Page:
Friday, July 16, 2010

Cloud Atlas - Book Review

A friend recommended this book to me years ago and I'm glad I finally picked it up. In fact, it's a book I wish I'd read in university. Not only would a professor's insights into the novel be worthwhile, but having to reread it and write an essay on it would give me the time and opportunity to learn more of what David Mitchell was doing with the story and help me put my thoughts in order properly.

Pros: brilliant writing, a set of interconnected stories with thought provoking messages

Con: each story is interrupted to tell the first half of the next, when you get back to it you've forgotten minor details that are important in understanding the novel as a whole

Cloud Atlas is a novel told through six interconnected stories. For example, the musician of the second story is reading the journal written by the man in the first. And the reporter of the third story reads the letters written by the musician and listens to his music. Each protagonist also bears a comet birthmark between their collarbones and shoulder blades, giving the idea that they might be the same person, living over and over again.

The novel begins with The Pacific Journal of Adam Ewing. He's a notary on his way back to America from delivering papers to a client's heir in Australia. His ship has stopped at an island to resupply, and there Adam makes the acquaintance of Doctor Henry Goose.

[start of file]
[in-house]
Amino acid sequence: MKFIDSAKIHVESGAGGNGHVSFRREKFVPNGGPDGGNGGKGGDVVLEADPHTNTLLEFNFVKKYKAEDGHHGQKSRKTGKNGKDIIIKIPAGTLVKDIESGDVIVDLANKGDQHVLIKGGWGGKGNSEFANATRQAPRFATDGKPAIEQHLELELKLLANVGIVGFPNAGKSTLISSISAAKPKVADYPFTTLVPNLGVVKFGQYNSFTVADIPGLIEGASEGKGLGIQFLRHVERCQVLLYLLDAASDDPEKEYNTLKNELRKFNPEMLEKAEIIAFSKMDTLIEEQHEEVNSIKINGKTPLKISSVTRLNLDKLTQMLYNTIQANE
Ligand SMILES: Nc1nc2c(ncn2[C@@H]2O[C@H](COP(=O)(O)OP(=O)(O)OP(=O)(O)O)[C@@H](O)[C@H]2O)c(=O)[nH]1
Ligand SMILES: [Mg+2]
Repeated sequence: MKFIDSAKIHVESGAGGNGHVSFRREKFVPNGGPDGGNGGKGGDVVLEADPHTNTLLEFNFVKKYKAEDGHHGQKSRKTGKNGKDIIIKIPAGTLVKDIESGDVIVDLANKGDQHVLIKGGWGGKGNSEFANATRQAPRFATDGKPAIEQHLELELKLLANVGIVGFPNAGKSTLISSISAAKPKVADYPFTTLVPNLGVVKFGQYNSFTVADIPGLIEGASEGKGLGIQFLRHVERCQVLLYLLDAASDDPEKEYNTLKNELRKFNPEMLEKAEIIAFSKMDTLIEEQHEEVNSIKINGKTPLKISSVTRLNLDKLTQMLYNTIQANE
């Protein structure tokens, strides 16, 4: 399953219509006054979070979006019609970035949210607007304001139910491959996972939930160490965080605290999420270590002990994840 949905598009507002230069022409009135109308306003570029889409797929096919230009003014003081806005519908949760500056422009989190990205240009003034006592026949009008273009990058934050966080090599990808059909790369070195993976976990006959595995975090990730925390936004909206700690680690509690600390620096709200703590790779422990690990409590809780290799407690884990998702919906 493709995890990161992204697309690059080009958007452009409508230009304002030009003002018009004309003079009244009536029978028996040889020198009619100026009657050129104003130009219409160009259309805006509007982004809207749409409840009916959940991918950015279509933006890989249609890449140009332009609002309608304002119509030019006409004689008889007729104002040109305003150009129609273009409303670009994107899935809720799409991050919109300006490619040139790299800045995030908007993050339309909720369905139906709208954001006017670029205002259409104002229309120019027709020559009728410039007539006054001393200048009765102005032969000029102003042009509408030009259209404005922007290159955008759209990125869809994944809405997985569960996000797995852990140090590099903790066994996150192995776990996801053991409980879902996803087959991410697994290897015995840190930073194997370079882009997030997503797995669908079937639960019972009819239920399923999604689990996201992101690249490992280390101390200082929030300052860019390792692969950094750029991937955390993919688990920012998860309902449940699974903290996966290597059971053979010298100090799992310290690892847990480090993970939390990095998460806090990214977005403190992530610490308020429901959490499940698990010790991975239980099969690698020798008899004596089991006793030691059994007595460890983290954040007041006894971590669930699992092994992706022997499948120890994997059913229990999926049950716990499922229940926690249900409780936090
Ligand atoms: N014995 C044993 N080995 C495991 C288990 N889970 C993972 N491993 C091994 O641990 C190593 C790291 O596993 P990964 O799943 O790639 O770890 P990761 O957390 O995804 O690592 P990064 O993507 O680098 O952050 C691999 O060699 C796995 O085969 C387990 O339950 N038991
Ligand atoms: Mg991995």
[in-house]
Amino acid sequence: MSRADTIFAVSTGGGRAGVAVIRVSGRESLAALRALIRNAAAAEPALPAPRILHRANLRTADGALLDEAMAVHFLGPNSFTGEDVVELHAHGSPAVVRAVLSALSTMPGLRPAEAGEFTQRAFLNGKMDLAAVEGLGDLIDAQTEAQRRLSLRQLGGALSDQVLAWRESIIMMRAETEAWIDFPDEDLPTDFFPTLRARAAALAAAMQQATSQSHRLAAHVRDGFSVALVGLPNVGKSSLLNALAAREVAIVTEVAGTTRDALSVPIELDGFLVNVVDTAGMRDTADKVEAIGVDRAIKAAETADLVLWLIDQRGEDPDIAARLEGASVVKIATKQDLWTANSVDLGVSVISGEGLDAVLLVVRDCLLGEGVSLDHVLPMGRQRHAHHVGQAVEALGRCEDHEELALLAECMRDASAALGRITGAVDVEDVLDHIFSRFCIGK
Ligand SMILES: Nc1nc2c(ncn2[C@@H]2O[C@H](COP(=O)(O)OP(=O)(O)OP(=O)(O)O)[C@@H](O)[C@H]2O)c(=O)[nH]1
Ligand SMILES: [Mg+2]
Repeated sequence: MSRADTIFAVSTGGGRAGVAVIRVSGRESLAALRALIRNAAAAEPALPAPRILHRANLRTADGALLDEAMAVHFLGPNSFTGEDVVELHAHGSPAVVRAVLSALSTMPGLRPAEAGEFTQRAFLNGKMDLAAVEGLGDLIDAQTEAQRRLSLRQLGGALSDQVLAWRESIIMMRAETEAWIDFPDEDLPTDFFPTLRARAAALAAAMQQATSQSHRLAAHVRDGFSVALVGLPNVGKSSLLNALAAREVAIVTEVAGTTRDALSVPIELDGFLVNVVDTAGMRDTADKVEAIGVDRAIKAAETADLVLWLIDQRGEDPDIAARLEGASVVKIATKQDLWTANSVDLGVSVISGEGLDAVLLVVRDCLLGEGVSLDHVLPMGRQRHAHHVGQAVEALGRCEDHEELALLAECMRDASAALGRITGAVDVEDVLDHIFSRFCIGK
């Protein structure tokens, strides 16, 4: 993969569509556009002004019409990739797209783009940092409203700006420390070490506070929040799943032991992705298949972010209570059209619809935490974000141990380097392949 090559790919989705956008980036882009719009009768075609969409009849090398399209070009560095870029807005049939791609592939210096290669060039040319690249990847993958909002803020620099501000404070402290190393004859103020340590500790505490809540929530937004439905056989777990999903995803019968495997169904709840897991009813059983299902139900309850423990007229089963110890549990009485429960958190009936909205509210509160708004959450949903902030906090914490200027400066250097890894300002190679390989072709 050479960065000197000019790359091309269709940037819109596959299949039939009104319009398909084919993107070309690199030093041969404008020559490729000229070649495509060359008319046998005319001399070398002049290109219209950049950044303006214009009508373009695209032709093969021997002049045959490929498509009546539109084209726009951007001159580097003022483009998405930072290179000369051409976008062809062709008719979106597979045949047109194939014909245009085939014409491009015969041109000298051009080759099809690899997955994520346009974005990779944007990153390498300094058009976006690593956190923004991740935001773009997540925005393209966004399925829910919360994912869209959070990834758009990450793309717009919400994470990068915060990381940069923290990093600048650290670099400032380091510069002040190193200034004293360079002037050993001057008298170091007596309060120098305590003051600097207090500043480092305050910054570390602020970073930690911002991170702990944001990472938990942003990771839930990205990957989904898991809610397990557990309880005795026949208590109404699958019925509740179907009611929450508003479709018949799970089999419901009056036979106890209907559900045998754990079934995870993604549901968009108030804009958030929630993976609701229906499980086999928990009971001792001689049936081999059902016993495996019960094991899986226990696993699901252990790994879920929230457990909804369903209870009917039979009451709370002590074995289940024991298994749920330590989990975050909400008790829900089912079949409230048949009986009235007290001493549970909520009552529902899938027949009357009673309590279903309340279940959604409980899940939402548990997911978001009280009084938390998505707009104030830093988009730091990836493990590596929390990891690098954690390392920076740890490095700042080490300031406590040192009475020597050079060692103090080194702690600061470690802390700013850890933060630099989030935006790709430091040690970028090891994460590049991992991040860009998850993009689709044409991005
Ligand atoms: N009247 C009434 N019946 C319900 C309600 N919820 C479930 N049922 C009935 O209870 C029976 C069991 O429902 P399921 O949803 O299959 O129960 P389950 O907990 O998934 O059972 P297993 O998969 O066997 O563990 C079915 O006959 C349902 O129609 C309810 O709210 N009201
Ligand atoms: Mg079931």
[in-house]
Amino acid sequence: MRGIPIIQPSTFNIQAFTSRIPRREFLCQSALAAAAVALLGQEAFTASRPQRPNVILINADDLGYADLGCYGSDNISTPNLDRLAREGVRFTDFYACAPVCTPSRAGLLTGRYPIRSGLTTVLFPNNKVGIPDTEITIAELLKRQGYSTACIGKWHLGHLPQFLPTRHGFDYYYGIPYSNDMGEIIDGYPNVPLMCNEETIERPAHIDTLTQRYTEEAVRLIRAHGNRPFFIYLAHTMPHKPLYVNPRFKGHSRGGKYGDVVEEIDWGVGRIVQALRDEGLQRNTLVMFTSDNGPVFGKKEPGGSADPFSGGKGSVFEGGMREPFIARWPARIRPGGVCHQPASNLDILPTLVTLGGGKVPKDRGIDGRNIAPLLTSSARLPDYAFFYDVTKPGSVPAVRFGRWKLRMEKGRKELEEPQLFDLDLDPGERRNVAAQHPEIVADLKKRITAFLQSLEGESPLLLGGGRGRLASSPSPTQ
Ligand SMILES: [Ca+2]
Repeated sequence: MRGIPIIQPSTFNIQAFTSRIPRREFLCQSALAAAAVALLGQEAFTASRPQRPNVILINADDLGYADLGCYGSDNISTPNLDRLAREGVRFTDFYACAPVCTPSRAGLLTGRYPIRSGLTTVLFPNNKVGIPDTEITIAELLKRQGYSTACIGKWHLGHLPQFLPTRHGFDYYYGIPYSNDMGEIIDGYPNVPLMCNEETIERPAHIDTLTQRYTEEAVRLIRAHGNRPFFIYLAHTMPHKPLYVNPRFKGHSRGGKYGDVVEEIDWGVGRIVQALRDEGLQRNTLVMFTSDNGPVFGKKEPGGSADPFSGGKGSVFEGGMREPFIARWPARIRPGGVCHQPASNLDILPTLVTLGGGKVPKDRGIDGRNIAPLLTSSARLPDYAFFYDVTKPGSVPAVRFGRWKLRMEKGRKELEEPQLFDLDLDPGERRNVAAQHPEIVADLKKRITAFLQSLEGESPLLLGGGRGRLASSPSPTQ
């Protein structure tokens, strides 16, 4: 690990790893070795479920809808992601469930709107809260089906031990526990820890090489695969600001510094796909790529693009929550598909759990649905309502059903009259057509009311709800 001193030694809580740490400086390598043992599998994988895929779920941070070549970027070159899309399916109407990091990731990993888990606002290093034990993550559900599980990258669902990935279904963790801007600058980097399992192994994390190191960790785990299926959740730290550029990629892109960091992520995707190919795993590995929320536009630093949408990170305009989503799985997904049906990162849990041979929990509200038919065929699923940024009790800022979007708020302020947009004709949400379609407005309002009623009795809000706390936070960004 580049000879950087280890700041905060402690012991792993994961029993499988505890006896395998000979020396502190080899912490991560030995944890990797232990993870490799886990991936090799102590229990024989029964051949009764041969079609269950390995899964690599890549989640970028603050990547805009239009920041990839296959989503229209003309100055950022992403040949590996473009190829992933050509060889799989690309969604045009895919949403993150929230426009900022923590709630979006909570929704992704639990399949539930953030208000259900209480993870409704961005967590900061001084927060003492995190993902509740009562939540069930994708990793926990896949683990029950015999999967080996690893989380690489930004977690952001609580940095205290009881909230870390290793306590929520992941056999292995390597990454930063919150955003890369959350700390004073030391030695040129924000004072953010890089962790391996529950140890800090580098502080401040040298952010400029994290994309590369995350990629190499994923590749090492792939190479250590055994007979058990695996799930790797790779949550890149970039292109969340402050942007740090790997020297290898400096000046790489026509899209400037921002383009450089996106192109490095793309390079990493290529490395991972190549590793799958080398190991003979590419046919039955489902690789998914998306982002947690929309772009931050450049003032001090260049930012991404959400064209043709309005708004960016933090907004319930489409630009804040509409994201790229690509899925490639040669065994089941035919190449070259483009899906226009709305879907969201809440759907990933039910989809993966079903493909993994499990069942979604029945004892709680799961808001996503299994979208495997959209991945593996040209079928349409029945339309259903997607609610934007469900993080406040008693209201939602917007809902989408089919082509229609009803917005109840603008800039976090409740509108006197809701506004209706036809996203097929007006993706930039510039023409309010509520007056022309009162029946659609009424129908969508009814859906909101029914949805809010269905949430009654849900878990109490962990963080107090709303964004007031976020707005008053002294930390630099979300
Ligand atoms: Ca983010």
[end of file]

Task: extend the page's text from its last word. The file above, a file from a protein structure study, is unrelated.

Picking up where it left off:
In the second story a disinherited English musician ingratiates himself into a ailing Belgium's home, intent on helping this man finish his musical works, and bettering his own position.

Half-Lives: The First Luisa Ray Mystery shows her meeting a scientist working on a new atomic energy plant, and discovers that this so called safe energy might not be so safe after all.

I won't detail the other stories as it's fun discovering what comes next. My favourite of the novel however, was An Orison of Sonmi-451. It's basically a science fiction story showing how commercialism has overtaken the world and had resonances of Soylent Green, 1984 and Battle Royale. In fact, this is a novel that on the whole, reads easier if you're well versed in literature. I recognized a few other references, but I'm sure I missed a lot of others.

And as the stories start completing themselves, messages of when you save the lives of others you're really saving your own and how our actions, big or small, shape the world around us - even if we don't live to see the effects, come to the fore.

Ultimately, it's a fabulous novel. If you like thinking about the books you read, I'd highly recommend picking this one up.

1 comment:

Mike said...

Sounds like an interesting book, I may have to pick it up. Thanks for posting!